Consistency between their recorded and live material was something the members of Cold Beat had previously struggled with, they admitted. Each time they changed percussionists, their live sound changed, too.
“If you’re constantly changing the drummer, it’s like you’re changing the heartbeat [of the music],” Blumgart said. “So if we are able to do that on our own, we can keep moving forward instead of working to get back to where we were every time.”
However, despite the fact that two different drummers played on Into the Air (including the Express’ former music editor, Sam Lefebvre), the record still retains its cohesiveness, largely thanks to the current trio’s masterful arrangements of electronic effects and punk instrumentation. “Cracks” is a particularly good example, with a pulsating bass line driving its unrelenting rhythm. As it builds intensity, sharp, wiry synths clash with shrill guitar riffs. The even rhythm section balances out these unbridled qualities, and Lew’s lo-fi vocals punctuate the bouts of dense playing.
“Clouds” is an electronic, instrumental interlude that demonstrates the band’s penchant for cultivating a big sound even when fewer musicians are involved. Wobbly synth lines undulate over the tapping of an 808 drum machine, with various tones — some smooth and glassy, others scratchy and brittle — creating a dynamic interplay of layers. The track segues into “Spirals,” another synth-driven song that transforms the tactile qualities of “Clouds” into a danceable rhythm with an Eighties, New Wave feel.
Though Cold Beat regularly plays alongside other Bay Area bands and participates in the tight-knit, local punk community, its experimentation with electronic elements makes the band difficult to classify, and its catchy yet category-resistant sound has lent it crossover appeal. Notably, it’s one of the few groups that have managed to remain in Oakland’s underground scene while garnering attention from national publications, such as Pitchfork, NPR, and Rolling Stone. But underground publications, such as Maximum Rocknroll, have also championed the group’s music. In fact, this week, Cold Beat is slated to perform at MRR‘s festival, Still Not Quiet on the Western Front.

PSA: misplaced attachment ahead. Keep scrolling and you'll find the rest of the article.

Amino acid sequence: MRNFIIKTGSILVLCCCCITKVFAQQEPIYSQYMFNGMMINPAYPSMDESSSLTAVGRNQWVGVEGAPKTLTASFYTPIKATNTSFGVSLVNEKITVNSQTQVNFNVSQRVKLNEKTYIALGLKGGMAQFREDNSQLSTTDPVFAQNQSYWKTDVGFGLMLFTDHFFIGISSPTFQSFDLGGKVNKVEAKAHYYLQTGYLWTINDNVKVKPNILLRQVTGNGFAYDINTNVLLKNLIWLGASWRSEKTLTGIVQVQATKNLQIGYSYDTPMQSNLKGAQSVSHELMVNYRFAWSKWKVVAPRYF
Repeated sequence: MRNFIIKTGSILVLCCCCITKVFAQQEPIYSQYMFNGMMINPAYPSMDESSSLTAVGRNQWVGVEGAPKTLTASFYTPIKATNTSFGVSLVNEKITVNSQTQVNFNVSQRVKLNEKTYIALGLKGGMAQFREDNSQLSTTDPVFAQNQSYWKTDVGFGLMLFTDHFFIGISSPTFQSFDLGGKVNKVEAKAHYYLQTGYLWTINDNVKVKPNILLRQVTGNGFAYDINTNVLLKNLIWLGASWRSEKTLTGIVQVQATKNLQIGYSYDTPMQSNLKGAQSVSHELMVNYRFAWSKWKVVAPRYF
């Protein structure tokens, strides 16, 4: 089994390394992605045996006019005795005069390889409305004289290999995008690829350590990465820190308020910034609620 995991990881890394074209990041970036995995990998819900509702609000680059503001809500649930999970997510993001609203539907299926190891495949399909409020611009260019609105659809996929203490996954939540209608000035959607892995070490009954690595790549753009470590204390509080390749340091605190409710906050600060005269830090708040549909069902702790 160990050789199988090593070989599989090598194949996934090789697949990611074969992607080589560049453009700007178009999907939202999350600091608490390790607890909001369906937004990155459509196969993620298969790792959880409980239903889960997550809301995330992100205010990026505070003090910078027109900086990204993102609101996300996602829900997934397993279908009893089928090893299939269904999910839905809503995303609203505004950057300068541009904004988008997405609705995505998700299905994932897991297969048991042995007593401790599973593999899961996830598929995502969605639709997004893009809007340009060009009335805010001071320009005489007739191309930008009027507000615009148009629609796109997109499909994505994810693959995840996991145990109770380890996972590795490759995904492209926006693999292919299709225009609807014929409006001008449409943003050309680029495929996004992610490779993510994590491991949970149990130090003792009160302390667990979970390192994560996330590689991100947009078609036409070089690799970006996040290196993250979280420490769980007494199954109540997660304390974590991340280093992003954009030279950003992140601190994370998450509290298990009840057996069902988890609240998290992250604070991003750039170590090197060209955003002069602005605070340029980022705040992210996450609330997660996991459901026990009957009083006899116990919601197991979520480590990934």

Because of the punk scene’s DIY ethos and, in some cases, distaste for the mainstream media, many bands don’t expand their reach beyond the house show and underground venue circuit. Lew observed that this sort of thinking ultimately limits a band’s potential reach, adding that as she’s gotten older, she finds herself less concerned with being part of a scene and more interested in making art that speaks to people from a variety of backgrounds.
“I generally don’t really make music for the validation of my peers, necessarily, or for a small community. I want to make things that are available to anyone,” she said.
King added, “I know that the music that influences me was not made by people who look like me or necessarily think like me. … I think there’s a desire somewhere to reach out even further.”